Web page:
Write on Wednesday: Keep the Headlights On

At one of my Working Writers Forum group, one of our members brought in this quote. “Writing is like driving at night in the fog. You can only see as far as your headlights, but you can make the whole trip that way.”  — E. L. Doctorow

dreamstime_xs_54735228

I thought about that again this week. I am now polishing and rearranging scenes so the time line works in the first draft of the third novel in my Caribbean romantic suspense series. The novel takes place in the summer of 2004 on the island of St. Lucia in the Windward Islands of the Caribbean. There is a beginning date and an end date.

Things were getting a little foggy so I googled a calendar for that year. I was also able to find out when the full moons happened. I had put full moons in several of the scenes and needed to find out if they fit in the timeline. If they didn’t it required a decision about putting the scene in a different place or not having the full moon be an important plot device.

It’s been eleven years since the last book (Circle of Dreams) and it often feels like I am writing in the fog. So it was heartening to hear a writer like E.L. Doctorow remind me that the whole book can be written that way.  I am hoping the sun will illuminate the final draft.

 

 

Write on Wednesday – April 18, 2018

It was a trip to Key West that made me begin to wonder about what is considered writing. I was taking my daily early morning walk from one end of Duval to the other, skirting the guys out power washing the sidewalks from the drunken excesses of the night before.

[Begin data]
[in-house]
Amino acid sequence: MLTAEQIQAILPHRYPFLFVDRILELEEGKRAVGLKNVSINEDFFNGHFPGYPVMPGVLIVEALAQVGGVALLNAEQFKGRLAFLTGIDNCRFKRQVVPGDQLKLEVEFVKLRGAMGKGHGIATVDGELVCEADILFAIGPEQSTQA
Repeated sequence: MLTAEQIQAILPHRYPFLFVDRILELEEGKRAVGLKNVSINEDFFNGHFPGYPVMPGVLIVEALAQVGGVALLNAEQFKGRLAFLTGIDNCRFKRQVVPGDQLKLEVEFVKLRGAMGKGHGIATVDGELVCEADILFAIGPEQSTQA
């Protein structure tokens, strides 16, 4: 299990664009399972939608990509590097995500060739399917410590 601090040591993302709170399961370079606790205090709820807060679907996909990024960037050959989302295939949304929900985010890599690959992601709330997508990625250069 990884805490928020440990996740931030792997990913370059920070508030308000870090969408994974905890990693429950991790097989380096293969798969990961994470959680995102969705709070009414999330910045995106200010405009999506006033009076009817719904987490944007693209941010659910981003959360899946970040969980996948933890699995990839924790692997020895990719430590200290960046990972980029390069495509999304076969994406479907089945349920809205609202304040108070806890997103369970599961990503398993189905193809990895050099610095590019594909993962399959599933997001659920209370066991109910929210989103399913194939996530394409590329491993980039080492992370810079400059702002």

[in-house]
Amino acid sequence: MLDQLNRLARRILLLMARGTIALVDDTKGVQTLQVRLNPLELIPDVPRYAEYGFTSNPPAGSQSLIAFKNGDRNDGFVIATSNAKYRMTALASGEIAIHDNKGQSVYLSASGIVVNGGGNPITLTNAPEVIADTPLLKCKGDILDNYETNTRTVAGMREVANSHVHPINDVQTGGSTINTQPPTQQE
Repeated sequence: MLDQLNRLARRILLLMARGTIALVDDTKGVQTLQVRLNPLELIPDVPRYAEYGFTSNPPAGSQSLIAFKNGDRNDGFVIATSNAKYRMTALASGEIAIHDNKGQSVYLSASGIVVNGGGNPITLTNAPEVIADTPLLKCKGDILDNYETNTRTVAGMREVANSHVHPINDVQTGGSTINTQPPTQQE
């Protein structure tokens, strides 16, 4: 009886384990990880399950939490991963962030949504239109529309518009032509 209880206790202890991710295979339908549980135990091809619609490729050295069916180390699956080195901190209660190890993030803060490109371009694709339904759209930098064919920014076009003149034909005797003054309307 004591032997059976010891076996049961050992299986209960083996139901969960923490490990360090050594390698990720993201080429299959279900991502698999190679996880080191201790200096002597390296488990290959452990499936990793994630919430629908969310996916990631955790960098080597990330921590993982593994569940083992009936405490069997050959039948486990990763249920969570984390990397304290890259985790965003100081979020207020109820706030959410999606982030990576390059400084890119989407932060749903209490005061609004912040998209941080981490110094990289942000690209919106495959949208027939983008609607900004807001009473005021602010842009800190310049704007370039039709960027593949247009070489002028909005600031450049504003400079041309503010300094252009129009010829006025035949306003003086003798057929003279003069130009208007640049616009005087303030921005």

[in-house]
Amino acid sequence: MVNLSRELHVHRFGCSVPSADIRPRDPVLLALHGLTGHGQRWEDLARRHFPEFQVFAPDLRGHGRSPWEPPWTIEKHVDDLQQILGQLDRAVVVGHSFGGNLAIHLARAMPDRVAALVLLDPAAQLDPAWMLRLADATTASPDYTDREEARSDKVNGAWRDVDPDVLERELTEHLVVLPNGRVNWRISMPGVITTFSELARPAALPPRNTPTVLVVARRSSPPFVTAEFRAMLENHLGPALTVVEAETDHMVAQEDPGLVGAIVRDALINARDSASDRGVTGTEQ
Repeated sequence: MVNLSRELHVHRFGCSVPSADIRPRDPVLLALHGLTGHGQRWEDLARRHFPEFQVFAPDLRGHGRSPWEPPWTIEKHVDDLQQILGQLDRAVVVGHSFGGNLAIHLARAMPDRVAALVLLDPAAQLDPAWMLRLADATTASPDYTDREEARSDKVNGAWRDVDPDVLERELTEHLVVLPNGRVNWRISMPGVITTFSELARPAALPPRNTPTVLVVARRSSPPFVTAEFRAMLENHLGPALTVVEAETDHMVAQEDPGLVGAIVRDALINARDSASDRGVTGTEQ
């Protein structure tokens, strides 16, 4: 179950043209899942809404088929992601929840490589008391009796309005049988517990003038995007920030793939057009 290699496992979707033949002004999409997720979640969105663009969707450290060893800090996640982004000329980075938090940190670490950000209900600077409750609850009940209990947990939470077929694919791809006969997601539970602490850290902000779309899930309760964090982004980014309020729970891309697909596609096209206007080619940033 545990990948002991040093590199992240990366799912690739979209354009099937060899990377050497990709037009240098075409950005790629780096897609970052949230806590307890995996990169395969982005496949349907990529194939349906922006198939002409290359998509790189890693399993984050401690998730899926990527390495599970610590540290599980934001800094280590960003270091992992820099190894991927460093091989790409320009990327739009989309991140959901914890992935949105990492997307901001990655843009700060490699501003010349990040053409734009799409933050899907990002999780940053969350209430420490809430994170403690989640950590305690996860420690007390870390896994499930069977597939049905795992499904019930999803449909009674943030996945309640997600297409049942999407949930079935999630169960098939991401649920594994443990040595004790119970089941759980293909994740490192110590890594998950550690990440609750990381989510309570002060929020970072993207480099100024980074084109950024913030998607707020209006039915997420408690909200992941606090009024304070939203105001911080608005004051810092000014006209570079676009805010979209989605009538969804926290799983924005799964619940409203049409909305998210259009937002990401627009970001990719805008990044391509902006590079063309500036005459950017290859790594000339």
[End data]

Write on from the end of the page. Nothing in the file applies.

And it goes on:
Image

At least that’s what I thought they must be doing. My husband and I don’t do Duval after 8pm so maybe Key West shop owners just like really clean sidewalks in front of their stores.

It was the t-shirt shops that caught my attention. There are words on most of those t-shirts and somebody has to write them.  I tried to imagine when I would wear a shirt that proclaimed “Don’t Be a Pussy, Eat One.”

Image

Okay, maybe that’s a gender specific t-shirt (or maybe not), but you get the picture. And that was tame compared to some. You’d have to be pretty drunk to buy these shirts and even drunker to wear them in public. My question is “are t-shirt slogans writing?”

That made me think of greeting cards. Okay. Maybe not literary, but it is writing, right? Romance novels? You betcha! My first novel was paranormal suspense. Definitely not literary, but I’ll stick up for Romance Writers. Writing doesn’t have to be literary. Blogs. Sure, blogs are writing. But, what about texts with abbreviated words? Twitter?

I rarely read literary ficiton any more – still getting over being an English major in college, although I am recently dipping into poetry. I read almost solely for pleasure and relaxation so thinking too hard when reading doesn’t work for me any more. That said, being reduced to reading  t-shirt slogans on my Kindle would be a special kind of Hell. However, reading autocorrect fails is hilarious.

I suppose it all comes down to words and intention. One word, written with intention is writing. Even if it’s on a t-shirt.

Note: This post was originally published on April 30, 2012.